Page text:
Review: Sweetener World Tour [2019]; The Light Is Coming To Take Back Everything The Darkness Stole.

Cᴏɴᴛᴇɴᴛ Iɴᴅᴇx —

a review by the Raven.

Sweetener World Tour

Hello readers! I’m currently in London, on an unexpected little holiday – so you can imagine how excited (and high pitched) I was when I realised one of my favourite singers was going to be in town at the same time. Ariana ‘yuh’ Grande. Damn right! The instant I realised there were still some seats up for grabs, I scrambled onto the booking website and bought (very expensive) tickets in under 5 minutes. Needless to say I was pretty ecstatic about my travel dates coinciding with the last few shows of the Europe leg of the ’Sweetener Tour’. She’s been on the road with her crew since March this year and will be until December the 22nd. Now thats a long, sweet tour alright.

Ariana has had an amazing, yet rocky, few years so far. 2019 is particularly special for her because it marks her first Grammy win for Best Pop Vocal Album (for Sweetener). She was also nominated for Best Pop Solo Performance this year (for God is a Woman) but lost to Lady Gaga. She’s been nominated before (in 2015 for Bang, Bang and in 2017 for Dangerous Woman) but finally bagged a win this year. 2017 and 2018 were hard for her – a trajectory of heavy milestones started with the tragic bomb blast in 2017 at one of her concerts in Manchester, followed by the very untimely and sad demise of her ex Mac Miller in 2018 (who also happened to be an insanely talented musician); after which she had a broken engagement to Pete Davidson (of SNL fame) just a few months later. So 2019 was the year she hoped to heal her anxieties and PTSD, to be single and strong, and to create music in the safety and the comfort of her family, close friends and of course – her 9 dogs (Toulouse is my personal favourite). And she did just that, and so much more. Which makes me proud and gives me a sense of kinship with her. As an Ariana fan, her victories felt like small vicarious ones for me too, and that’s exactly what music does – it connects you to other humans who are oceans away, and makes you feel real, deep things. It hits home in such a core way that it’s just super strange yet oddly magnificent. This same connection is what makes fans come to watch superstars live, even if they’re one of 20,000 people in a stadium.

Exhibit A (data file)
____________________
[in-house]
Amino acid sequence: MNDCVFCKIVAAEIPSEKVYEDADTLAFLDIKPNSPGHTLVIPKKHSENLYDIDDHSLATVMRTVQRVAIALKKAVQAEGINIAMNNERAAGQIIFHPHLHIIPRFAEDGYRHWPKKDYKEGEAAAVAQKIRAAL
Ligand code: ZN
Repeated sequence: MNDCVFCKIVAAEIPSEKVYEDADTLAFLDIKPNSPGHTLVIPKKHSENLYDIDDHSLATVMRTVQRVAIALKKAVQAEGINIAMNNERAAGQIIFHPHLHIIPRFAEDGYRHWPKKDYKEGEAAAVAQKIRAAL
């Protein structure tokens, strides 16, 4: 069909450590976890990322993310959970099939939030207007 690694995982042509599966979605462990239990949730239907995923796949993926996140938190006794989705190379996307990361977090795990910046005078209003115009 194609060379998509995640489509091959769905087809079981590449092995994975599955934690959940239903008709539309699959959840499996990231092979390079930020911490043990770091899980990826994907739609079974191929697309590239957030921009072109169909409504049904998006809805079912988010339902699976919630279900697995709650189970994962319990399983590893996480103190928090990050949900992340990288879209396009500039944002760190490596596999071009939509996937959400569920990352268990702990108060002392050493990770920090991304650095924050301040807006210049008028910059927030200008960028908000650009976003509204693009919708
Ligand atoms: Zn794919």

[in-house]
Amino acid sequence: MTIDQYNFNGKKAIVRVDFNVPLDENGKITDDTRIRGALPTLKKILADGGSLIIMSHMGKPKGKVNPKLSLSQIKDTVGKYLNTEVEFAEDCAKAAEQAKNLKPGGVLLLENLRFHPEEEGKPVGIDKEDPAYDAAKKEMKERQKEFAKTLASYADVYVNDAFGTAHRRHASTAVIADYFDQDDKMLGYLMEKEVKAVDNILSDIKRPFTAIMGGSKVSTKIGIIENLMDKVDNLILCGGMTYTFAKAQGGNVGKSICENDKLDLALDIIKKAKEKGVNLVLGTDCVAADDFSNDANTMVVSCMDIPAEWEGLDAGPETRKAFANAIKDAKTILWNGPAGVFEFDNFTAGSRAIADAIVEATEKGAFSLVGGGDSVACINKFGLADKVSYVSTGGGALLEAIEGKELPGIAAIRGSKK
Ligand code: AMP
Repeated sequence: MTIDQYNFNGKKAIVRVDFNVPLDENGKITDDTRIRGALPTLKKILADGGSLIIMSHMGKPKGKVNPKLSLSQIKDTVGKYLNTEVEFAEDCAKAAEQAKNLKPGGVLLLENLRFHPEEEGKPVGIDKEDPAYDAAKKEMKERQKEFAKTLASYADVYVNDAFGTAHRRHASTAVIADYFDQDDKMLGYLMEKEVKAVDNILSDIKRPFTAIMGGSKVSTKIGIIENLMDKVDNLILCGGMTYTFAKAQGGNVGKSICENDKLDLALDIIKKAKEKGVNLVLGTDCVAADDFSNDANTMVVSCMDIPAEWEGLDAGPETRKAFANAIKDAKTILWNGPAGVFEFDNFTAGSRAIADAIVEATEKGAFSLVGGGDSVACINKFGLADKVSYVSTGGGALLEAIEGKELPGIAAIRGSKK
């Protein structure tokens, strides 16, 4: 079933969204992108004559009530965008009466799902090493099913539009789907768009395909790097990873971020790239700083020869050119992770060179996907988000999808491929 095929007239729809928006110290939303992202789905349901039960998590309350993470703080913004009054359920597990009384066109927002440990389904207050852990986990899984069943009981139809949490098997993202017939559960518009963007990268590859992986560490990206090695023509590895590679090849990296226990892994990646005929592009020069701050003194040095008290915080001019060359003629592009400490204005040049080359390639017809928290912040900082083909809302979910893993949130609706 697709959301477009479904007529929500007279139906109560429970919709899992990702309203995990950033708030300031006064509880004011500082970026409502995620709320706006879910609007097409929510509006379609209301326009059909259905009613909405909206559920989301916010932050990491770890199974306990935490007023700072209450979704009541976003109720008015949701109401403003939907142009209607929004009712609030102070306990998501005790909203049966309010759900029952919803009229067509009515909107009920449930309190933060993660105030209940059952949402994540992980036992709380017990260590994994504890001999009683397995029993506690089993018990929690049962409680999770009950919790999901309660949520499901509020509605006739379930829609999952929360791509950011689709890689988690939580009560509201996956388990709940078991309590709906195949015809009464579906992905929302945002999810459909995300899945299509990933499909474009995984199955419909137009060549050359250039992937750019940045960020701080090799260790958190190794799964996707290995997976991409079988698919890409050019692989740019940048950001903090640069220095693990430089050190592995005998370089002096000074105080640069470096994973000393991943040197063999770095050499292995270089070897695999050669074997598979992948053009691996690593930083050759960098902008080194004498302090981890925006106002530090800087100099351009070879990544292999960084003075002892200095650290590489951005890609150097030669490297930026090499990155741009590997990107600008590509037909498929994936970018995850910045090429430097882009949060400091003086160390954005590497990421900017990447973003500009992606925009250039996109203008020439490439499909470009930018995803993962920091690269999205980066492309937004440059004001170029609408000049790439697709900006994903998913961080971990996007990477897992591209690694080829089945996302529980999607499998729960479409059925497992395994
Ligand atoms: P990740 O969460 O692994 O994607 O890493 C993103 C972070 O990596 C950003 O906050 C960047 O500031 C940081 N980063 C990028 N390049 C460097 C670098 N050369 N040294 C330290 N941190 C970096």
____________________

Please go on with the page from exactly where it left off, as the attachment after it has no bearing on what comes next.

As for her setlist, it was a fun medley of songs from her older albums and newer albums, and was definitely aimed to make her hardcore fans happy. She tweaked the list a bit depending on the city she’s in, but this has mostly been the set for the whole tour so far.

Here is the setlist:

Act 1: Raindrops (An Angel Cried), God is a Woman, Bad Idea, Break Up With Your Girlfriend, I’m Bored
Act 2: R.E.M. (Shortened), Be Alright, Sweetener, Side to Side, 7 Rings
Act 3: Love Me Harder / Breathin’, Needy, Fake Smile, Make up, Right There / You’ll Never Know / Break Your Heart Right Back, NASA, Tattooed Heart
Act 4: Every time, The Light Is Coming, Into You
Act 5: Dangerous Woman, Break Free, No Tears Left To Cry
Encore: Thank U, Next